With two of the four all-candidates meetings in the books, local voters in Fruitvale and Montrose have had their opportunity to quiz prospective representatives on issues of concern to their community.
And with forums still to come in Trail and Rossland, the hope here is citizens will seize the moment to inform themselves on the right people to lead their respective communities.
Therein lies the great thing about municipal elections.
Of all the calls to the ballot box perhaps this is the one we have the most impact, most personal connection and most duty to take part in.
As much as we live in a democracy the reality of the federal election is that it is often pre-determined before votes are even counted in B.C. And if our riding doesn’t elect a member of the ruling party, more often than not we’re left on the sideline when it comes to generosity of the powers that be in Ottawa.
Add to that the fact that the closest contact we have with our Prime Minister is when his jet flies thousands of feet overhead on the way back to 24 Sussex Drive and there is no doubt a disconnect with our federal leader.
At the provincial level, again the rural part of the province is often relegated to an after-thought when it comes to decisions in Victoria.
We might get a glimpse of the party leaders when they’re in campaign mode and all the hand-shaking and stump speeches stop locally but once the votes have been counted, the visits are few and far between.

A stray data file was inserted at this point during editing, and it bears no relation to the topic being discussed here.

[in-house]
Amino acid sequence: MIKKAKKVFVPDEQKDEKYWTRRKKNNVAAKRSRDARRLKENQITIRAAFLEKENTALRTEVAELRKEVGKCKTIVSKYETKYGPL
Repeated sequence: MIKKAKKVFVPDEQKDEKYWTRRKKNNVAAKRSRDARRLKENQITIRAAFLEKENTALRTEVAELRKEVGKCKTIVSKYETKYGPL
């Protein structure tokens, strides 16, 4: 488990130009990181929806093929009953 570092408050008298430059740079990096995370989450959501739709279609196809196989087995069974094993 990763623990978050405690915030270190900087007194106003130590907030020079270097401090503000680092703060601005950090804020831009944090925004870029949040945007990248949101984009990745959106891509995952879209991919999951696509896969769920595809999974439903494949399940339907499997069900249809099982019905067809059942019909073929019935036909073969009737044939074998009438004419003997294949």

And like the federal election, if we’re not part of the ruling party then we can only sit and watch when decisions like the Olympics, and the infrastructure that went with it, are stamped and approved.
Which bring us back to the municipal election.
It’s a rare opportunity to ask candidates questions that pertain to our day-to-day lives and expect an answer from the people who will ultimately make the final decisions.
If your backyard floods every spring then you have the opportunity to get their perspective on a possible solution.
If you think the community needs another bridge, then here’s your chance to find out who agrees and who disagrees.
If the water, local schools, garbage or taxes are cause for concern for you, here’s the time to speak up and learn the candidates’ opinions on those issues.
It’s a common human trait to simply moan and complain about things. More often than not perhaps they really are out of our control – like the Olympics or the economy.
But when it comes to municipal issues, we do have some control.
The mayors, councillors, school trustees and area directors are our neighbours, friends, co-workers and community members.
They have the same stake in the decisions as we do.
And they have made the ultimate commitment of giving up their time to help improve and maintain the community in which we live.
It’s a big task, even for the smallest community, and so the responsibility lies with the voters as much as the candidates to make the informed decision.
That’s why the forums are an integral part of the process. It’s a chance to hear first hand what the representatives have to say.
You may not want to step up to the microphone and ask a question but more often than not, someone else in the crowd is prepared to ask the same question you were contemplating.
So while we expect our mayors, councillors and trustees to do the right thing, we should also expect the citizens to inform themselves as much as possible about the people on the ballot.
The forum provides that chance, whether citizens take advantage of that can prove as crucial as the check mark they place on the ballot come election day.